In a blender, quickly pulse almonds until roughly chopped, about 5 seconds. Add to flour mixture.
In the same blender, combine granulated sugar, brown sugar, and thyme. Process until thyme is finely chopped and evenly incorporated into sugar (the mixture should resemble wet sand), about 30 seconds. Add to bowl with flour mixture, then whisk together until well combined, about 30 seconds.
Pour melted butter over flour mixture. Using a flexible spatula, thoroughly mix until no dry flour remains and a damp, crumbly meal has formed, about 1 minute. Set aside.
For the Filling: In a 1-gallon zipper-lock bag, combine brown sugar, salt, cinnamon, five-spice powder, and white pepper.
Peel, quarter, and core apples. Slice each quarter lengthwise into 1/2-inch thick wedges (you should have about 20 ounces/565g of sliced apples, measuring about 5 rounded cups). Add sliced apples to bag, seal, and shake until coated. Macerate at room temperature, flipping the bag occasionally to distribute the syrup, until apples have lost a third of their volume, at least 3 hours. The apples can be held up to 8 hours in the refrigerator.
Meanwhile, peel then quarter sweet potatoes lengthwise. Slice each quarter crosswise into 1/2-inch thick wedges (you should have about 20 ounces/565g of sliced sweet potatoes, measuring about 4 rounded cups).
Place sweet potatoes in a 3-quart saucepan and cover with cold water. Bring to a boil over high heat, then reduce heat to low to maintain a simmer. Cook until sweet potatoes are tender enough to be pierced with a knife, but not completely cooked through, about 5 minutes. Drain sweet potatoes and run under cold water until cooled to stop cooking. Set aside to let cool to room temperature, about 15 minutes.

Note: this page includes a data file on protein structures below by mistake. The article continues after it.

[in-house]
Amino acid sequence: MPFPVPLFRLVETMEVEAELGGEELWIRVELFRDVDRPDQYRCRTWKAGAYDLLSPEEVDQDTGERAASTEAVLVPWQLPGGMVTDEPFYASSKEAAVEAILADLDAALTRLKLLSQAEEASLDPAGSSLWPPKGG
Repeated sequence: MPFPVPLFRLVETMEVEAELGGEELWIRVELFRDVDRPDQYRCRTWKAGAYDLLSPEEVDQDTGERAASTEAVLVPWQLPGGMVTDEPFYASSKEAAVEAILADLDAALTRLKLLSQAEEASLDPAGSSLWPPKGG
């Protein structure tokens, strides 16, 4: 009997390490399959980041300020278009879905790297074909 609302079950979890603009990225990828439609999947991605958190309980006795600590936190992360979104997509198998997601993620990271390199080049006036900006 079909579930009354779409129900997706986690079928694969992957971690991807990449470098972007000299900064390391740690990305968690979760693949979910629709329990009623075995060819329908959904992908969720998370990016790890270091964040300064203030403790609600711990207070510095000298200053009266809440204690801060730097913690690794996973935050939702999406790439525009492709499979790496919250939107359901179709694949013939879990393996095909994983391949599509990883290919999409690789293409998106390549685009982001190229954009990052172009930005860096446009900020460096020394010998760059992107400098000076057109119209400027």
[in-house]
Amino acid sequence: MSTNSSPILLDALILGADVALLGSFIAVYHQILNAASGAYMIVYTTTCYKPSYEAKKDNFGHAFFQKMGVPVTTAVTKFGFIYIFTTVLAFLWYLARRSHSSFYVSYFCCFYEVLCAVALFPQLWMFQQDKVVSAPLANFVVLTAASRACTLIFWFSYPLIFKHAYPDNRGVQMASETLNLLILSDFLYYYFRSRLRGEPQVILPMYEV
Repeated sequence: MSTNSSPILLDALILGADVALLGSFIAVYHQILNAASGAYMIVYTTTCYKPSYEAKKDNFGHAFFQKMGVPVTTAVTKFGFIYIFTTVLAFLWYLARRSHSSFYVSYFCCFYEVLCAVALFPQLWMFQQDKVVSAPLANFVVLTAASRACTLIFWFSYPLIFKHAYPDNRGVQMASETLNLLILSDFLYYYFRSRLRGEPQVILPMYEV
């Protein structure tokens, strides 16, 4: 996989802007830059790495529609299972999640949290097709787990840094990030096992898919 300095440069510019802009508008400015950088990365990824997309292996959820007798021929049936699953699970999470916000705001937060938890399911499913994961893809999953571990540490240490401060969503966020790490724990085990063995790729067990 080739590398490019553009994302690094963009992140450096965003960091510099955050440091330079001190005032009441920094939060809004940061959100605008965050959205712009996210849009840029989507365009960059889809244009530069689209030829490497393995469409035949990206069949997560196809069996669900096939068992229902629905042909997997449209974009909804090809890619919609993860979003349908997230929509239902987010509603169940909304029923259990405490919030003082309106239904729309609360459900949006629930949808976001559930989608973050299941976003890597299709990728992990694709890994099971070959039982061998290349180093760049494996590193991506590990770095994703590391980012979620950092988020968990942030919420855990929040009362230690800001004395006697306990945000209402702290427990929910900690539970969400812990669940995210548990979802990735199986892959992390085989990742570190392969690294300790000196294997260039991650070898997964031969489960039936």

Adjust oven rack to lower-middle position and preheat to 400°F (204°C).
When apples are ready, add sweet potatoes and tapioca starch to bag, reseal, and toss to combine. Pour sweet potato and apples, along with accumulated syrup, into the prepared pie shell, gently pressing the slices into a flattish mound.
Evenly distribute crumble topping over pie filling, breaking up any large chunks with your fingers.
Place pie on a parchment-lined half-sheet tray. Bake to an internal temperature of around 195°F (91°C) in the very center, about 1 hour 15 minutes (if crumble topping starts to darken beyond chestnut brown in color, loosely cover pie with aluminum foil for remainder of baking time).
Transfer pie to a wire rack and let cool to room temperature, about 1 hour. Slice and serve.
Tart green baking apples, such as Granny Smiths, hold their shape nicely when baked, which complements the texture of the sweet potatoes and keeps the filling sturdy and thick. Not all types of apples can be substituted here, as some varieties may break down more rapidly in the oven, or not cook through in the allotted time.
Make-Ahead and Storage
The crumble topping can be prepared in advance, then transferred to a zipper-lock bag. Lay flat in the refrigerator until chilled (this prevents it from solidifying into a block), then keep refrigerated in an upright position until needed for up to 1 month.
The sweet potatoes can be par-cooked and then refrigerated in an airtight container for up to 3 days before adding to macerated apples and continuing with the recipe.
Wrapped tightly in foil, the baked pie will keep for up to 3 days at room temperature. Warm leftovers in a 350°F (177°C) oven to restore crumble, crust, and filling.
|Nutrition Facts (per serving)|
|Servings: 8 to 10|
|Amount per serving|
|% Daily Value*|
|Total Fat 21g||26%|
|Saturated Fat 8g||41%|
|Total Carbohydrate 86g||31%|
|Dietary Fiber 7g||25%|
|Total Sugars 42g|
|Vitamin C 14mg||70%|
|*The % Daily Value (DV) tells you how much a nutrient in a food serving contributes to a daily diet. 2,000 calories a day is used for general nutrition advice.|